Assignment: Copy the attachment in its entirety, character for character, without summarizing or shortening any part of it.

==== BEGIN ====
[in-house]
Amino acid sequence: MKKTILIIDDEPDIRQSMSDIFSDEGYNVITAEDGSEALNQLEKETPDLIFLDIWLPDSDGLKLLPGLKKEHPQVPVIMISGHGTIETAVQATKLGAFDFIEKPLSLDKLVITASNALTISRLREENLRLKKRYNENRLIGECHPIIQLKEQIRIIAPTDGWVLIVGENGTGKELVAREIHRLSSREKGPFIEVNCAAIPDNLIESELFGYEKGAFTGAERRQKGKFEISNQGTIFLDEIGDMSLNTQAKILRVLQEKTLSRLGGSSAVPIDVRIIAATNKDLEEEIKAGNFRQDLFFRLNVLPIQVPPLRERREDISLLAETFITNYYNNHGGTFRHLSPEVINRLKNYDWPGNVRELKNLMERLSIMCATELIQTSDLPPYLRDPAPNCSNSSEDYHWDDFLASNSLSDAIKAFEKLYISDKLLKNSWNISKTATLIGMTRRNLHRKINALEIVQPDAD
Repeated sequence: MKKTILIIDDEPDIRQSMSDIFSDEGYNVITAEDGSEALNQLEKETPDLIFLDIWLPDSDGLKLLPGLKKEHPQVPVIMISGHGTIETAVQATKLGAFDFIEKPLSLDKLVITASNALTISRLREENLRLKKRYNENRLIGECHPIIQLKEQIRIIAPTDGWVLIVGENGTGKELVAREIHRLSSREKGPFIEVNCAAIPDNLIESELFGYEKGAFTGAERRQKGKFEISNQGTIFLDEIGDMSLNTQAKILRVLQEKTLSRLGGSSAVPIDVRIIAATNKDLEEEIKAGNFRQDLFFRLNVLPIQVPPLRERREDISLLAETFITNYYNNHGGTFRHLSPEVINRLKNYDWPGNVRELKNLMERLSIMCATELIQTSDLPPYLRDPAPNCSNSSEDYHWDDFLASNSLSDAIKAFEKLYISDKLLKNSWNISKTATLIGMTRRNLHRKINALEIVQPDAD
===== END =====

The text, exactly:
[in-house]
Amino acid sequence: MKKTILIIDDEPDIRQSMSDIFSDEGYNVITAEDGSEALNQLEKETPDLIFLDIWLPDSDGLKLLPGLKKEHPQVPVIMISGHGTIETAVQATKLGAFDFIEKPLSLDKLVITASNALTISRLREENLRLKKRYNENRLIGECHPIIQLKEQIRIIAPTDGWVLIVGENGTGKELVAREIHRLSSREKGPFIEVNCAAIPDNLIESELFGYEKGAFTGAERRQKGKFEISNQGTIFLDEIGDMSLNTQAKILRVLQEKTLSRLGGSSAVPIDVRIIAATNKDLEEEIKAGNFRQDLFFRLNVLPIQVPPLRERREDISLLAETFITNYYNNHGGTFRHLSPEVINRLKNYDWPGNVRELKNLMERLSIMCATELIQTSDLPPYLRDPAPNCSNSSEDYHWDDFLASNSLSDAIKAFEKLYISDKLLKNSWNISKTATLIGMTRRNLHRKINALEIVQPDAD
Repeated sequence: MKKTILIIDDEPDIRQSMSDIFSDEGYNVITAEDGSEALNQLEKETPDLIFLDIWLPDSDGLKLLPGLKKEHPQVPVIMISGHGTIETAVQATKLGAFDFIEKPLSLDKLVITASNALTISRLREENLRLKKRYNENRLIGECHPIIQLKEQIRIIAPTDGWVLIVGENGTGKELVAREIHRLSSREKGPFIEVNCAAIPDNLIESELFGYEKGAFTGAERRQKGKFEISNQGTIFLDEIGDMSLNTQAKILRVLQEKTLSRLGGSSAVPIDVRIIAATNKDLEEEIKAGNFRQDLFFRLNVLPIQVPPLRERREDISLLAETFITNYYNNHGGTFRHLSPEVINRLKNYDWPGNVRELKNLMERLSIMCATELIQTSDLPPYLRDPAPNCSNSSEDYHWDDFLASNSLSDAIKAFEKLYISDKLLKNSWNISKTATLIGMTRRNLHRKINALEIVQPDAD